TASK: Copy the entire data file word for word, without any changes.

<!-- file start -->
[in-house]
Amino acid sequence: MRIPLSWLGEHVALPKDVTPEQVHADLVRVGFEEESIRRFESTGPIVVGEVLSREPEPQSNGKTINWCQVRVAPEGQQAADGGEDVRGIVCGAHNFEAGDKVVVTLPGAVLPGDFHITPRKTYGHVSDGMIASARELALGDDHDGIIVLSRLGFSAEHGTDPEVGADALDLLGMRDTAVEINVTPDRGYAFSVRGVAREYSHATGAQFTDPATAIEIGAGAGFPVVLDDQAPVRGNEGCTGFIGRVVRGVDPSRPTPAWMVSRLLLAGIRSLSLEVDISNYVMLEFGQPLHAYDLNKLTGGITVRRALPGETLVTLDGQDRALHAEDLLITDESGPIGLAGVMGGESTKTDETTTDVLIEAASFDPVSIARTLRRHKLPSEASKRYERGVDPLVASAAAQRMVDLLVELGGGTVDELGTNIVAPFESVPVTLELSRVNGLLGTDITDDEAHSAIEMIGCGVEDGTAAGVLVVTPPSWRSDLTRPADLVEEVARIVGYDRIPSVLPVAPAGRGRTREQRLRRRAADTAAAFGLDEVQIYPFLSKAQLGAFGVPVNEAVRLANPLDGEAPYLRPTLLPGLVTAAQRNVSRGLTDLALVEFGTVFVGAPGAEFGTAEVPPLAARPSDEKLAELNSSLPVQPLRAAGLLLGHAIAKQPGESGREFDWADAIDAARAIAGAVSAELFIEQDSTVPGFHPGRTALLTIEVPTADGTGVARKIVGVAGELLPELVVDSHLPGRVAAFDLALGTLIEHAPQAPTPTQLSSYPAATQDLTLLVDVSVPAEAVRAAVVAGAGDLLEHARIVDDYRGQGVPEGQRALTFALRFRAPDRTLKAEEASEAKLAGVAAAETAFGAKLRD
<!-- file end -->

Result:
[in-house]
Amino acid sequence: MRIPLSWLGEHVALPKDVTPEQVHADLVRVGFEEESIRRFESTGPIVVGEVLSREPEPQSNGKTINWCQVRVAPEGQQAADGGEDVRGIVCGAHNFEAGDKVVVTLPGAVLPGDFHITPRKTYGHVSDGMIASARELALGDDHDGIIVLSRLGFSAEHGTDPEVGADALDLLGMRDTAVEINVTPDRGYAFSVRGVAREYSHATGAQFTDPATAIEIGAGAGFPVVLDDQAPVRGNEGCTGFIGRVVRGVDPSRPTPAWMVSRLLLAGIRSLSLEVDISNYVMLEFGQPLHAYDLNKLTGGITVRRALPGETLVTLDGQDRALHAEDLLITDESGPIGLAGVMGGESTKTDETTTDVLIEAASFDPVSIARTLRRHKLPSEASKRYERGVDPLVASAAAQRMVDLLVELGGGTVDELGTNIVAPFESVPVTLELSRVNGLLGTDITDDEAHSAIEMIGCGVEDGTAAGVLVVTPPSWRSDLTRPADLVEEVARIVGYDRIPSVLPVAPAGRGRTREQRLRRRAADTAAAFGLDEVQIYPFLSKAQLGAFGVPVNEAVRLANPLDGEAPYLRPTLLPGLVTAAQRNVSRGLTDLALVEFGTVFVGAPGAEFGTAEVPPLAARPSDEKLAELNSSLPVQPLRAAGLLLGHAIAKQPGESGREFDWADAIDAARAIAGAVSAELFIEQDSTVPGFHPGRTALLTIEVPTADGTGVARKIVGVAGELLPELVVDSHLPGRVAAFDLALGTLIEHAPQAPTPTQLSSYPAATQDLTLLVDVSVPAEAVRAAVVAGAGDLLEHARIVDDYRGQGVPEGQRALTFALRFRAPDRTLKAEEASEAKLAGVAAAETAFGAKLRD